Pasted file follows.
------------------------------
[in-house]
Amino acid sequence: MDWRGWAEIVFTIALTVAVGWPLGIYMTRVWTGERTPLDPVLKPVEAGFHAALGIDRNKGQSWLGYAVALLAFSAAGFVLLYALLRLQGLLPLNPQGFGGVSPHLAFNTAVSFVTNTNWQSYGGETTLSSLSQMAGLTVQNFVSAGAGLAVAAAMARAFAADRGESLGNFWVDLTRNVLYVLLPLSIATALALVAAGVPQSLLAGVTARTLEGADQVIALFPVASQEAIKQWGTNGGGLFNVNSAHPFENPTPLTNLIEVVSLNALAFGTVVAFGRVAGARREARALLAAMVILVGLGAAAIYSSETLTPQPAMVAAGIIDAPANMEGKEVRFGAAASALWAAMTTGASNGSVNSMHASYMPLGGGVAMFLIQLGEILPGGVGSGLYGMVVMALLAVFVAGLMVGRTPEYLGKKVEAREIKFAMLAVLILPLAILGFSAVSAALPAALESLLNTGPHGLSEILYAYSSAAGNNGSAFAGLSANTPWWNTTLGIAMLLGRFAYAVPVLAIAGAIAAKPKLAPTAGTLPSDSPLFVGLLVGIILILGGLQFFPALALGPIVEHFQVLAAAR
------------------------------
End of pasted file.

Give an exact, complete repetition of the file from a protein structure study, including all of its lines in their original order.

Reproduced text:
[in-house]
Amino acid sequence: MDWRGWAEIVFTIALTVAVGWPLGIYMTRVWTGERTPLDPVLKPVEAGFHAALGIDRNKGQSWLGYAVALLAFSAAGFVLLYALLRLQGLLPLNPQGFGGVSPHLAFNTAVSFVTNTNWQSYGGETTLSSLSQMAGLTVQNFVSAGAGLAVAAAMARAFAADRGESLGNFWVDLTRNVLYVLLPLSIATALALVAAGVPQSLLAGVTARTLEGADQVIALFPVASQEAIKQWGTNGGGLFNVNSAHPFENPTPLTNLIEVVSLNALAFGTVVAFGRVAGARREARALLAAMVILVGLGAAAIYSSETLTPQPAMVAAGIIDAPANMEGKEVRFGAAASALWAAMTTGASNGSVNSMHASYMPLGGGVAMFLIQLGEILPGGVGSGLYGMVVMALLAVFVAGLMVGRTPEYLGKKVEAREIKFAMLAVLILPLAILGFSAVSAALPAALESLLNTGPHGLSEILYAYSSAAGNNGSAFAGLSANTPWWNTTLGIAMLLGRFAYAVPVLAIAGAIAAKPKLAPTAGTLPSDSPLFVGLLVGIILILGGLQFFPALALGPIVEHFQVLAAAR